“Ancient trees are precious. There is little else on Earth that plays host to such a rich community of life within a single living organism.” ~ Sir David Attenborough

The Baobab is endemic to Africa and prefers the dry and arid areas. It is a succulent, which absorbs water during the rainy season and stores the water in its vast trunk, and produces a nutrient-dense fruit in the dry season. By virtue of its life saving offerings in the dry winter, it has became known as “The Tree of Life”.

A Purple roller perch hunting from the dead branch of a tree. Its elevated position gave it a good view of its surroundings and insects disturbed by animals. Its upper parts are mainly dark olive-green and the rump is a blue-purple. The closed wings look dark rufous and the tail is square. The sides of the head and underparts are a pale purple-brown, with heavy white streaks. This roller prefers well wooded dry areas.

A wild foxglove beautifully backlit in the early morning light. Despite its beauty, the entire wild foxglove is poisonous to animals and humans.

After having travelled along the Mahonie loop, we decided to venture around the Kopperfontein loop which is off the S60 which links with the main road from Shingwedzi camp to Pafuri. This is an interesting seven kilometer loop but the main feature is the Kopperfontein dam which is fed by the Shikuwa river which, in turn, is fed by a large catchment area.

Klopperfontein is a spring which was named after a hunter who camped in this region while on hunting trips before the park was proclaimed.

Northern Kruger is home to numerous large Baobab trees. They seemed to be in different stages of undress. Some still had all their leaves while others were leafless. The Baobab (Adansonia digitata) is southern Africa’s most distinctive tree by virtue of its great girth, fleshy trunk and widely spreading crown. There are many African legends around the origins of the Baobab. One such legend holds that a giant child of the gods once pulled the Baobab out of the ground and then stuck it back upside down, which accounts for its root-like branches.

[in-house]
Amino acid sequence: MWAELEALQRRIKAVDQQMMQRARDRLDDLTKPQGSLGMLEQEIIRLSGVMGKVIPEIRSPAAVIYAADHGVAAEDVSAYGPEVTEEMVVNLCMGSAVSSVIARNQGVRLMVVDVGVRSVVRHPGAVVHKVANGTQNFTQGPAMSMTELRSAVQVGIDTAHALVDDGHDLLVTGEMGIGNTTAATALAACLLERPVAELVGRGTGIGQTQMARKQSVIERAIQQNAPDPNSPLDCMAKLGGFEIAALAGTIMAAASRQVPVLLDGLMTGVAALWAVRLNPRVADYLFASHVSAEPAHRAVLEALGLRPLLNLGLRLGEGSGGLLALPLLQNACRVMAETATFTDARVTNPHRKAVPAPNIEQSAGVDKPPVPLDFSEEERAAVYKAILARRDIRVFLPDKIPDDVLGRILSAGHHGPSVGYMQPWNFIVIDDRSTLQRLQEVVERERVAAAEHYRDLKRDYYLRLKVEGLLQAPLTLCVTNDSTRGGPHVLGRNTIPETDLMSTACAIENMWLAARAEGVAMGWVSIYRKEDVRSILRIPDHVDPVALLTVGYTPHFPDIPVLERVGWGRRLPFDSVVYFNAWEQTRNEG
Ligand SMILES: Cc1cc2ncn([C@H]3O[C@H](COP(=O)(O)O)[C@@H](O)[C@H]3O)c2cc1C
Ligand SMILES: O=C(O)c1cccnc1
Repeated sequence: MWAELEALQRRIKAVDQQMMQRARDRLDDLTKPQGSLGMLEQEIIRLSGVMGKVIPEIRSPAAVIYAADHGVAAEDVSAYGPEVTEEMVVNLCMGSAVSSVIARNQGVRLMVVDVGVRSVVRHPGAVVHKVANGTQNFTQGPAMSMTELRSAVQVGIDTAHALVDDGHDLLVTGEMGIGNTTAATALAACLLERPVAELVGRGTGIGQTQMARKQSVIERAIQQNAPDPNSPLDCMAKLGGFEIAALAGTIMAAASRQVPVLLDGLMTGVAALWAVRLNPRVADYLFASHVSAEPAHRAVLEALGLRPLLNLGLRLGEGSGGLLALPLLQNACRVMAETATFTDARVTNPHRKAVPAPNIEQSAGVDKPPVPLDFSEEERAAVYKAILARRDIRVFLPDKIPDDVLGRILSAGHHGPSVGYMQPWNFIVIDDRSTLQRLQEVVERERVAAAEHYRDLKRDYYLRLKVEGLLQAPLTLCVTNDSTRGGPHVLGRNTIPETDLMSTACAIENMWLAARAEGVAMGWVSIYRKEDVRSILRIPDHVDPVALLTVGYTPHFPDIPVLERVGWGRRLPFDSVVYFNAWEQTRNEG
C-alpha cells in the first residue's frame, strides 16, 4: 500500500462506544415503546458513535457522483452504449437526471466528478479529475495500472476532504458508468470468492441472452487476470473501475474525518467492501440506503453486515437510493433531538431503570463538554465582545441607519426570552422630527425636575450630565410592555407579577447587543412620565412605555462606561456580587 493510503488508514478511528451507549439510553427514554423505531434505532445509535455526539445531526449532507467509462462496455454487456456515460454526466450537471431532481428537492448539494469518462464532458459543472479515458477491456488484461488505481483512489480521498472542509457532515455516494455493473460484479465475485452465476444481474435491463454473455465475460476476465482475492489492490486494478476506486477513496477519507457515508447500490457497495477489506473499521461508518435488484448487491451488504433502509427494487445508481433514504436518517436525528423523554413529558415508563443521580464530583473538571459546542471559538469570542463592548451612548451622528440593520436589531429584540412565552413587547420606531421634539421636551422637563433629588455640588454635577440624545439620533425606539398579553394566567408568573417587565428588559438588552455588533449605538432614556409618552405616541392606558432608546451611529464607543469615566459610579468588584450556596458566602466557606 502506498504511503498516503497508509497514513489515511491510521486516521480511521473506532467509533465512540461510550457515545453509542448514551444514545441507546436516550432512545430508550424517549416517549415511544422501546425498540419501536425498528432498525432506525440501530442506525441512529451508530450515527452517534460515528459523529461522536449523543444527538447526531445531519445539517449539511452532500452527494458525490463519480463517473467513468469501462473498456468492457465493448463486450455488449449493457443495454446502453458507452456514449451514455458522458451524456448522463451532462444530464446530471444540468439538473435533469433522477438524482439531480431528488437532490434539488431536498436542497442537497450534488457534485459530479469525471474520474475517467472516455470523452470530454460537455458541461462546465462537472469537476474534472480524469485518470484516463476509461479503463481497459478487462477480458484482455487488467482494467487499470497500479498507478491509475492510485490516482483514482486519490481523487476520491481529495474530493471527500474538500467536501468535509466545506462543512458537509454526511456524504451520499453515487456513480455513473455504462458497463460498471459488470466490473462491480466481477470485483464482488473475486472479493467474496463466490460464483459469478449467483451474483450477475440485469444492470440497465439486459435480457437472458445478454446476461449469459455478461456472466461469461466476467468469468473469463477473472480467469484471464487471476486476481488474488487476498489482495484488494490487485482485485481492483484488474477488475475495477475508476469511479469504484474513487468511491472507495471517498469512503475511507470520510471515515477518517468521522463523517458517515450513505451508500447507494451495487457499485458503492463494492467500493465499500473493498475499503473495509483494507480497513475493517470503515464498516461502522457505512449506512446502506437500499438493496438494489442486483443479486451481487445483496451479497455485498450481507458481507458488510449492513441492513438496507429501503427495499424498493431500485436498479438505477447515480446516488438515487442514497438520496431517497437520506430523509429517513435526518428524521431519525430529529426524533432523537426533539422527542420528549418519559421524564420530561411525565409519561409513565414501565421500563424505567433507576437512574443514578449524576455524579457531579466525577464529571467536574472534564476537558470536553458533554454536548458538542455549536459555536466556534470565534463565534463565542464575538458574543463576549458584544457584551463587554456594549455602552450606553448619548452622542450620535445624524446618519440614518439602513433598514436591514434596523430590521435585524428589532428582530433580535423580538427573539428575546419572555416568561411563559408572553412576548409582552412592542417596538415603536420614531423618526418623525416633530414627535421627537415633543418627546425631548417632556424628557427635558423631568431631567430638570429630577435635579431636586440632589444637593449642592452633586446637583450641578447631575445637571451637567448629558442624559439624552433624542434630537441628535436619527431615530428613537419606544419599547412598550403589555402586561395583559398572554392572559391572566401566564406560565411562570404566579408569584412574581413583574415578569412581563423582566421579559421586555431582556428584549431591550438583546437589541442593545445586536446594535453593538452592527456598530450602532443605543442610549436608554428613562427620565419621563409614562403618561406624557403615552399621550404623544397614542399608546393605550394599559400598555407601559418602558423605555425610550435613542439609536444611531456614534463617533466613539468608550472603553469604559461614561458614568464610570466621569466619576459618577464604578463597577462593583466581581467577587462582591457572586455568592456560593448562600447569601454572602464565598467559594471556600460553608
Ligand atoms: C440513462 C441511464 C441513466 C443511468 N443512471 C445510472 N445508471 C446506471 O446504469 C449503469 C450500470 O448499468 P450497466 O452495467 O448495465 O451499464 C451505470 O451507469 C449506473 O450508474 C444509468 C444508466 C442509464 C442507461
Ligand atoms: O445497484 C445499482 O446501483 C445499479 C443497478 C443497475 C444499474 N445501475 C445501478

On average, Baobabs start to flower and bear fruit at the age of about 20 years. Most Baobabs flower once a year and the flowers last for one day. Baobab flowers are beautiful large, white chiropterophilous flowers, which means that they evolved specifically for bat pollination. Baobabs are fertilised by beetles, hawkmoths, bats and bushbabies. Throughout Africa it is thought that bats are their main pollinators.  A science project conducted by Dr Sarah Venter, founder of the Baobab Foundation, together with her colleagues in 2020, found that bats were not pollinating Baobab flowers in South Africa. The research team is currently analysing Baobab nectar and scent in order to help them understand what role these characteristics are playing in determining what and how Baobab flowers are pollinated across Africa. After fertilisation, the ovule forms a seed and the ovary develops into a fruit pod. So each flower may produce a single fruit pod with many seeds if fertilisation is successful. The fruit pods are equipped with very tough shells. The seeds are embedded in a white pulp. The pulp can be diluted in water and drunk. It is rich in Vitamin C.

A dainty Emerald-spotted wood-dove foraging for grass seeds in the sand on the side of the gravel road. This wood-dove has its characteristic emerald green wing-spots, two rows of iridescent green spots on each wing. It also has blackish bands on the lower back and tail. When it takes flight, the underside of its wings are a beautiful rich ochre colour.

Once we arrived at Kopperfontein dam we found this elephant bull standing in the shallows at the edge of the dam. He was squirting water from his trunk onto a wound on his side. It was obviously troubling him. It looked like a piece of branch or a large splinter of some sort.